The Silvio O. Conte National Wildlife Refuge is seeking public comment on its recreational hunting and fishing plan found here. This plan impacts the Nulhegan Basin Division in Bloomfield, Brunswick, Ferdinand and Lewis, and the Putney Mountain Unit in Putney. Please sign this petition and let the Refuge know that you oppose hounding on the Refuge—this activity is not compatible due to its indiscriminate and disruptive nature. We are also asking that the Refuge ban all lead ammunition due to the secondary effects it has on wildlife, including bald eagles that scavenge on animal remnants left in the field by the hunters.
Hounders unleash packs of powerful, radio-collared hounds on a lone bobcat, bear, coyote and other wildlife. This occurs not only during the legal hunting seasons, but throughout the year during hound “training” season. The hounds often chase the animals for miles until the exhausted wild animal either collapses, climbs a tree (where they’re often shot), or decides to stand its ground and fight back. This places both wildlife and the hounds in danger since the hunters are often miles away with only their handheld GPS tracking device. We consider this activity akin to animal fighting, which is illegal in Vermont.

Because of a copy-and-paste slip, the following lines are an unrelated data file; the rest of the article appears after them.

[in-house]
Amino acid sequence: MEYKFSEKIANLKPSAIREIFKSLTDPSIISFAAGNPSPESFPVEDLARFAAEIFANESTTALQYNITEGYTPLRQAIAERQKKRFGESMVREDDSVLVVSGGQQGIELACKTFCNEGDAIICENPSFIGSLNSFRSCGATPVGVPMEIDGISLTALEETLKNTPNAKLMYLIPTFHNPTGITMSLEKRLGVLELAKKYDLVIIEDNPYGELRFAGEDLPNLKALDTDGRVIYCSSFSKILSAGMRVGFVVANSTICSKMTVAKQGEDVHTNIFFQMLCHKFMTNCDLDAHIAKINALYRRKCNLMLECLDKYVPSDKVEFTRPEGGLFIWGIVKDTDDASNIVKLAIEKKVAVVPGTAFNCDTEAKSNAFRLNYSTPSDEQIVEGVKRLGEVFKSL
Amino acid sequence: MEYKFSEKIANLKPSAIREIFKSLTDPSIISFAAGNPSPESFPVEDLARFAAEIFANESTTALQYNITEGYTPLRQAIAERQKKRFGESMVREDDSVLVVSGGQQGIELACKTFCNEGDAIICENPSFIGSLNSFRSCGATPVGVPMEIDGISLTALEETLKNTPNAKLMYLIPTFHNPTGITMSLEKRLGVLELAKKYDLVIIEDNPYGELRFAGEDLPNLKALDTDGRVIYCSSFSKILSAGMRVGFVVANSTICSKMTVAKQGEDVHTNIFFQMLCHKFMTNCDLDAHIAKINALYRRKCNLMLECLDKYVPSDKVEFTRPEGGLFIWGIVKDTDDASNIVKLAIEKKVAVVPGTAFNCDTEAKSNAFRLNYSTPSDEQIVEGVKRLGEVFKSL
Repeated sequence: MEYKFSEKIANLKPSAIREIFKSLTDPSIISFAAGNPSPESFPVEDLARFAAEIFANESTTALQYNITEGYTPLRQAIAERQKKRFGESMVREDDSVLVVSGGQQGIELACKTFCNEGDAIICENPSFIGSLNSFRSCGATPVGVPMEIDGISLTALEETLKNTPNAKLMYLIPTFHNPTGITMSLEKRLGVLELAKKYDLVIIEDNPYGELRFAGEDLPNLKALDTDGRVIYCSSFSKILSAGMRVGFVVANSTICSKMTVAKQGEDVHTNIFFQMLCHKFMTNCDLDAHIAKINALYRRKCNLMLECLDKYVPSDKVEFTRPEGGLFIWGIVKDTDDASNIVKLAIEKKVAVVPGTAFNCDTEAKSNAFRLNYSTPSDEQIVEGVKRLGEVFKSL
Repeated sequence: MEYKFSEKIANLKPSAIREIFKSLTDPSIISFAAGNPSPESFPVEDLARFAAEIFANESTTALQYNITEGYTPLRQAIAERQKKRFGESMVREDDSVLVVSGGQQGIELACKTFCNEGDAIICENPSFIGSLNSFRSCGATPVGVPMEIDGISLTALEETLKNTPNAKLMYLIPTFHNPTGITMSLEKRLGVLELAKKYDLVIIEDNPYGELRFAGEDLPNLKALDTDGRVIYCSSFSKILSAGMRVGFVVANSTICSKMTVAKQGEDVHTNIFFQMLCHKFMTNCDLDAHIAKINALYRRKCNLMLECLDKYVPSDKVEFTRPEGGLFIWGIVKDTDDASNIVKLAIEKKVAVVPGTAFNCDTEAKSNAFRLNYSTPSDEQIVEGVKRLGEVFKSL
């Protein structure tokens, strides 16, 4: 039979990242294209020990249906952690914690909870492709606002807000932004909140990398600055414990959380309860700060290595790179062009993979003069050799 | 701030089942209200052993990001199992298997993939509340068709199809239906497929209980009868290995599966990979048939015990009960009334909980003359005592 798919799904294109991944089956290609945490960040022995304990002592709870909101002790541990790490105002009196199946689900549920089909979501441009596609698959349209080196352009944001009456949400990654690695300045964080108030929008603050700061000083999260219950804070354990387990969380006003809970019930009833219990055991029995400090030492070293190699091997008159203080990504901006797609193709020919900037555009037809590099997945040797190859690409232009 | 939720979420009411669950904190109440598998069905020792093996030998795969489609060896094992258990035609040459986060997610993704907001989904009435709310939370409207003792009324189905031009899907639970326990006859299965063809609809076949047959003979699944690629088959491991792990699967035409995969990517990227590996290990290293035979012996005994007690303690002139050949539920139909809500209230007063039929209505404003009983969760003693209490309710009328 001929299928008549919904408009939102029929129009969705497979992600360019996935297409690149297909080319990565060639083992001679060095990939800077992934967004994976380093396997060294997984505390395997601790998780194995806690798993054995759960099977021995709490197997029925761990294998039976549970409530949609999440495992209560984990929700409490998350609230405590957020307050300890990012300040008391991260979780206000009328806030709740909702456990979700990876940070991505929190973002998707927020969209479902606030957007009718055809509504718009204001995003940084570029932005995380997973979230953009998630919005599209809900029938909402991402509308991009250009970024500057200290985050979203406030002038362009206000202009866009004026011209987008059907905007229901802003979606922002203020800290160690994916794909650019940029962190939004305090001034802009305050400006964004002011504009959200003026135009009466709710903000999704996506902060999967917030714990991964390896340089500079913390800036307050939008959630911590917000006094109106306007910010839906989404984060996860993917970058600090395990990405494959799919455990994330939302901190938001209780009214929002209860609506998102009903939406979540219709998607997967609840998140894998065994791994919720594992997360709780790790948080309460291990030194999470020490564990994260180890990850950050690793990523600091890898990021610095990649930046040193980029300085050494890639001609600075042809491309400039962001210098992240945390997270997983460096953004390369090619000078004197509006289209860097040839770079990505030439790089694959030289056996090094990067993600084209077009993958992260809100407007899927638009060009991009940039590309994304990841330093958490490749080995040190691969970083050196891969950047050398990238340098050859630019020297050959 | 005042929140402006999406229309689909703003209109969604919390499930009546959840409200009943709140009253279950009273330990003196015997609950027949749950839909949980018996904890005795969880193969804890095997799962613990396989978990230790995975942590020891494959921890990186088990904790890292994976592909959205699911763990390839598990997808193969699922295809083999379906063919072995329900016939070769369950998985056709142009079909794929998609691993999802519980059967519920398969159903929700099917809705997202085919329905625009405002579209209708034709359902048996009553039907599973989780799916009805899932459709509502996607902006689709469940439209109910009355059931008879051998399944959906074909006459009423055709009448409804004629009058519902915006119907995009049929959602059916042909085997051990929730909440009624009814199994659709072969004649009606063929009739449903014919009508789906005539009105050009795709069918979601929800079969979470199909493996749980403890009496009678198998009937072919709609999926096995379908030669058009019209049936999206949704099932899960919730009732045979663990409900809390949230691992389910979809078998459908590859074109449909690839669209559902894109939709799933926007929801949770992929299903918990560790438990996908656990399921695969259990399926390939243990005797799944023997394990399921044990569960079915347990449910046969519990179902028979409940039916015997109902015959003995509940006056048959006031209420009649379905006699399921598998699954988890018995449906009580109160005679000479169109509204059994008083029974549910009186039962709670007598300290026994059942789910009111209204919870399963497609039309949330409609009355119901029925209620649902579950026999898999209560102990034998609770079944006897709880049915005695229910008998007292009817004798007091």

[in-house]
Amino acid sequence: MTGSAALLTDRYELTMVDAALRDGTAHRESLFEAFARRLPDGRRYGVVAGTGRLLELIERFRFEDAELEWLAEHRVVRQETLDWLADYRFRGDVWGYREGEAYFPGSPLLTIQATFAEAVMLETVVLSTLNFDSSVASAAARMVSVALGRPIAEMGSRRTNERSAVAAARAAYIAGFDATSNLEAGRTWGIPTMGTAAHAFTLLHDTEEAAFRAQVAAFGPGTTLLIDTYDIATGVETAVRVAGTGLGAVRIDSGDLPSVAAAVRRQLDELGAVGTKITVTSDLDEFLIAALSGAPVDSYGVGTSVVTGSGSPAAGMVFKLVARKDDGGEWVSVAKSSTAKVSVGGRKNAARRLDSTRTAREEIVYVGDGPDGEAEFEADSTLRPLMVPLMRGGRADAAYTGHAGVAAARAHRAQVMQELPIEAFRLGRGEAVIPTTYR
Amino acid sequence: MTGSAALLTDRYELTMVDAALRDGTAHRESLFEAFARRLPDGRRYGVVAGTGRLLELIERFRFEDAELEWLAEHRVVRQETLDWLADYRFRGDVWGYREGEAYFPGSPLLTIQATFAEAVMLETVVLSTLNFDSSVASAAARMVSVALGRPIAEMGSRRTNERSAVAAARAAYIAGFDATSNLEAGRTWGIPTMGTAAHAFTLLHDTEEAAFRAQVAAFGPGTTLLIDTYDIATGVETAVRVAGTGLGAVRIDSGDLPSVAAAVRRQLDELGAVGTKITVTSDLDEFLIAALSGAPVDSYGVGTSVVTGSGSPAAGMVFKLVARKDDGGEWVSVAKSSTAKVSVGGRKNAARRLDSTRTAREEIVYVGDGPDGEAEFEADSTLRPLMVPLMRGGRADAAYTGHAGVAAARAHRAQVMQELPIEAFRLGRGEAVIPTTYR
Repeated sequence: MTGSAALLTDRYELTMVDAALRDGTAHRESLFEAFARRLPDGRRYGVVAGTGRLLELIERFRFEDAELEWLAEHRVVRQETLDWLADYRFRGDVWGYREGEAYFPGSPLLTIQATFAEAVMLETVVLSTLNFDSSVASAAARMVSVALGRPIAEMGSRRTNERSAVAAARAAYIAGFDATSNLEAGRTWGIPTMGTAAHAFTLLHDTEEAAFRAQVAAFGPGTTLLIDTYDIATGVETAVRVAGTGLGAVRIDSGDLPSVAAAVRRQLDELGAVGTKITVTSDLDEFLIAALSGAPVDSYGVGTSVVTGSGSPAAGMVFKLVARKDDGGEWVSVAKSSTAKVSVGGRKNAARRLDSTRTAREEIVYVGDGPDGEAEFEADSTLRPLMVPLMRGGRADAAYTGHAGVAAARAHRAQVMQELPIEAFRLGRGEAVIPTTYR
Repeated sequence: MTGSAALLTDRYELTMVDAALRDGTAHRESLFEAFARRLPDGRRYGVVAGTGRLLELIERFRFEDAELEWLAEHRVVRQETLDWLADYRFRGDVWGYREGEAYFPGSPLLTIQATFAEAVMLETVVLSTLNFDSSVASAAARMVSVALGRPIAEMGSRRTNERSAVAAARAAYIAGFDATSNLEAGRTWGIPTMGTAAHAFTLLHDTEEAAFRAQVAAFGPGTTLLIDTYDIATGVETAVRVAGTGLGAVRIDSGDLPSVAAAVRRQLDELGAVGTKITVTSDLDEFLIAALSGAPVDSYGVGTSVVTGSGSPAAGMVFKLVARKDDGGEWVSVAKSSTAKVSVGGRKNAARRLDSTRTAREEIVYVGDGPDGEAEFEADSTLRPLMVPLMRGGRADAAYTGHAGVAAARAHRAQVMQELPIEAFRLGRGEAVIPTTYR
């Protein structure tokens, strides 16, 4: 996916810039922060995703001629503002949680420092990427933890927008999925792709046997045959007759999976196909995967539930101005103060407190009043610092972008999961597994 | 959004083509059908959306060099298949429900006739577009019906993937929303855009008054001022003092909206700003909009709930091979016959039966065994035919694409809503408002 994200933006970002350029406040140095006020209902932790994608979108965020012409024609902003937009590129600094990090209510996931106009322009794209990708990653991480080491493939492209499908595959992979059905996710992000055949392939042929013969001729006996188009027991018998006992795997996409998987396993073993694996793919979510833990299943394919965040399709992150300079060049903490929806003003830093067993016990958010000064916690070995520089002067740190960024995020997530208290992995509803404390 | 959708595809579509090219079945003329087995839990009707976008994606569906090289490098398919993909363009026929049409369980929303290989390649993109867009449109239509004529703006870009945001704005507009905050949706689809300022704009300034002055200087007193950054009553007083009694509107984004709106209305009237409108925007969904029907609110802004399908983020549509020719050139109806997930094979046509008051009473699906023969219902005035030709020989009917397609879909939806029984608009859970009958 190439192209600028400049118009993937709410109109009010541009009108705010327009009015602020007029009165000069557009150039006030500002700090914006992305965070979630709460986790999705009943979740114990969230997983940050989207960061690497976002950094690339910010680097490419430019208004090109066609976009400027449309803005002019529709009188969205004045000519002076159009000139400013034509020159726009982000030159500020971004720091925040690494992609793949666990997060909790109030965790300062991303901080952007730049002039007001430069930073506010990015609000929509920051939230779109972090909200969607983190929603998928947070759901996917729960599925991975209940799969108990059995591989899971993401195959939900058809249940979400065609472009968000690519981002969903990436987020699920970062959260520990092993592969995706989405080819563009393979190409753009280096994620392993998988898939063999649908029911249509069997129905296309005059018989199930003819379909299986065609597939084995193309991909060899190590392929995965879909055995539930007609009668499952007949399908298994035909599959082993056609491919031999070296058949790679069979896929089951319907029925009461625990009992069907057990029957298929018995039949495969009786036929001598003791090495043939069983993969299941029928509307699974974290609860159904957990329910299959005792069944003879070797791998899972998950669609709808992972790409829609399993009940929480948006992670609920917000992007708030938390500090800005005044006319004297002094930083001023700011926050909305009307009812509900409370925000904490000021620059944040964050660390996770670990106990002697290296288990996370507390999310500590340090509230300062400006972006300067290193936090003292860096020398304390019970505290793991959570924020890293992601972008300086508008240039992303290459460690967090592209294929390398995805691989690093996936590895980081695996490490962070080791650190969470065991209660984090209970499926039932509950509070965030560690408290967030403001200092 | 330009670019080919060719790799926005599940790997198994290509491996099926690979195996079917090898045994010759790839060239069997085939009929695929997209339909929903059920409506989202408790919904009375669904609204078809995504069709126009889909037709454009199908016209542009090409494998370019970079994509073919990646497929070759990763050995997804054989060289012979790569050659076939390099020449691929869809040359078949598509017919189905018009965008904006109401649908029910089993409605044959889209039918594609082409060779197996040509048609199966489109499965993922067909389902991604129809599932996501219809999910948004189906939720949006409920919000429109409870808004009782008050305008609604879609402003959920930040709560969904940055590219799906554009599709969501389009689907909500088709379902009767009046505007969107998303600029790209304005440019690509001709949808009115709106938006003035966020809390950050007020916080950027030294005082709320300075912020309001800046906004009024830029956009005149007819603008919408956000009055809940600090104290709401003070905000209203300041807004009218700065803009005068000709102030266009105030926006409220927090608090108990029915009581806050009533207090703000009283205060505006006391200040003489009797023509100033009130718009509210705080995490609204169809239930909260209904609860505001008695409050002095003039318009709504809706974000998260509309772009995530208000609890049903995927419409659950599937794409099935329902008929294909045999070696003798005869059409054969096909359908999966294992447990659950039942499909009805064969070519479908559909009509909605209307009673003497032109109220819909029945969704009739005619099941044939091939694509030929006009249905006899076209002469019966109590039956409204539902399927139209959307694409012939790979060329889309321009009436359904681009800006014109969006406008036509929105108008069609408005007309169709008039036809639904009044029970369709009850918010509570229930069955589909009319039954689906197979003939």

Hounding is not a compatible use on wildlife refuges, since the activity places non-targeted animals and visitors at risk. A retired couple and their leashed puppy were attacked by bear hounds in Ripton, VT in Oct 2019 on public land. You can read about it here. Between hound training season and hunting season, the activity may take place all year, placing nursing mothers like bobcats and their kits in danger. The Refuge Plan lists Canada lynx as a threatened species, but lynx may be mistaken for bobcat, which would be an illegal method of “take.” A Refuge manager shared her concern about lynx being disturbed by hunting hounds in a Feb 2014 email to VT Fish & Wildlife, but they disregarded her concern. You can read our letter to Fish & Wildlife on that here. Other non-target animals include ground nesting birds, deer fawn, moose calves, and other wildlife.
The unsupervised hounds also place Refuge visitors at risk. The general public should be able to birdwatch, hike, and partake in other activities without the fear of running into a pack of frenzied hounds.
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